A good (bad) example

Here is a good example of how corrupt many of our politicians have become. This serves too as an indicator of how out-of-touch they are. By that I mean that most of them would shrug this off.

Rep. Eleanor Holmes Norton sits on one of the transportation and infrastructure committees in the House. She chairs one of its sub-committees.

Recently she was caught on tape pressuring a lobbyist to contribute to her. By pressuring, I mean this. The lobbyist represents outfits that suck at the government teat for infrastructure business. Rep. Norton left a message on the lobbyist’s voice mail, asking for the dough.

In the message Ms Norton goes to good length to remind the lobbyist that she has a lot of clout. She cites several big building projects that come under her cloak.

She goes on to say that she is surprised the lobbyist has not already given money to her. She points out that her work on the committee and sub-committee is essentially in the lobbyist’s sector. This is too frank to qualify as a hint.

This is, quite simply, extortion. Do you suppose she is alone in such activities?  Of course not. And there is the problem. Most of our politicians do it. The worse problem is that they barely notice that what they are doing is corrupt.

“It is just part of the routine in politics,” they tell us. “We have no choice, we have to raise money all the time,” they insist. To the contrary. They do have choices. One would be to reform the damned system they wallow in.

The corruption reaches the White House. Remember when the Clinton guys were selling sleepovers in the Lincoln Bedroom?  Contribute a few thousand and eat bacon and eggs in the White House dining room.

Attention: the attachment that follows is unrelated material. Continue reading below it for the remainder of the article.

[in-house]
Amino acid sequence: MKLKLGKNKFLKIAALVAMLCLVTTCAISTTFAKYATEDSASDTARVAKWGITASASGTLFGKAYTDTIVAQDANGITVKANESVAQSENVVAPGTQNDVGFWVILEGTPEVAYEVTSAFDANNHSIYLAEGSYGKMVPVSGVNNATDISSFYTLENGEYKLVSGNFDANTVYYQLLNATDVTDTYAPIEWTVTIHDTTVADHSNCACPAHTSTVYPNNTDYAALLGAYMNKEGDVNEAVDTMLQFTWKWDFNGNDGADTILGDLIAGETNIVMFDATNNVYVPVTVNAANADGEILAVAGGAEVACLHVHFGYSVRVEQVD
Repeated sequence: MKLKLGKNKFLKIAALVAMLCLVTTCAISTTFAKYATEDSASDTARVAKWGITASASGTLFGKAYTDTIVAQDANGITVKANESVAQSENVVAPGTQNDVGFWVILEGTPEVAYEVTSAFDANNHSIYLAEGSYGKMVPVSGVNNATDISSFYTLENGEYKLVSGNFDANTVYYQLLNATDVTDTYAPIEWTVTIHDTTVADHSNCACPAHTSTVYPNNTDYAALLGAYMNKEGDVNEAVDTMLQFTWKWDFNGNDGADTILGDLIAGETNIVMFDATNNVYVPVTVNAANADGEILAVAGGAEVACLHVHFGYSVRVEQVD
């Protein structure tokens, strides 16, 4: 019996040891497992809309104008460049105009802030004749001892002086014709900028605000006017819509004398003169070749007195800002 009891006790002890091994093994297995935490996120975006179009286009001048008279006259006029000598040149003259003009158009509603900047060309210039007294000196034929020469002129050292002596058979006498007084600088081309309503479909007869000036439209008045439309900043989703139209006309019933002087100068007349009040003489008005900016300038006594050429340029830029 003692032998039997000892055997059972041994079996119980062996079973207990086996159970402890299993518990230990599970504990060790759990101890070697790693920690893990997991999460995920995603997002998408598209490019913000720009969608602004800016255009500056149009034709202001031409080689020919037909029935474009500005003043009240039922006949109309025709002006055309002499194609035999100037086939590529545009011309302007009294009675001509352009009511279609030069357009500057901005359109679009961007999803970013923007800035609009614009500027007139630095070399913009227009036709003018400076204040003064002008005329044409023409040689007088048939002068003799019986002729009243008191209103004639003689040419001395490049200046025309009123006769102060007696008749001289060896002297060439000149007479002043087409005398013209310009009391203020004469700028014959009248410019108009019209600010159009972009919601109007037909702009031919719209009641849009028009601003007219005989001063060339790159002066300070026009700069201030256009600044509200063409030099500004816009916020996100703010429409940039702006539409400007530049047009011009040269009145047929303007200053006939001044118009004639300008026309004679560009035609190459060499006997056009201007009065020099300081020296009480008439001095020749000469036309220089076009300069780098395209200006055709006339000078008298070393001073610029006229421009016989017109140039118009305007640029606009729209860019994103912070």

There are dozens of dinners and luncheons put on by both parties where your food will cost you many thousands of dollars. If you want access to the top henchmen later, you had better pony up the dinner money now.

“Maybe we sell some access, but my vote is not for sale.” Rubbish. We have a lot of representatives and a certain president whose votes and policies have clearly been bought by major unions today. Just as we have had such bought by big businesses.

All of this brings to mind a comment a long-time House member made in my presence. “That guy?  Why should I help him out?  He’s never given me any money.” He was talking about money for his campaign war chest. He was absolutely serious. And he was – to my knowledge – one of the least corrupt members of the House.

One of the bones our founders picked with the English was that Parliament was corrupt. Members sold their votes to the highest bidders. Many colonists felt Parliament abused or ignored the colony because members did the bidding of the big businesses of that era. Businesses that wanted monopolies to protect their interests in the new world.

Corruption of our version of parliament today is scarcely any different than the corruption of that era. Many a Tea Partier will tell you so.

From Tom ... as in Morgan.                  

For more columns, for Tom’s radio shows and new TV show (and to write to Tom): tomasinmorgan.com.

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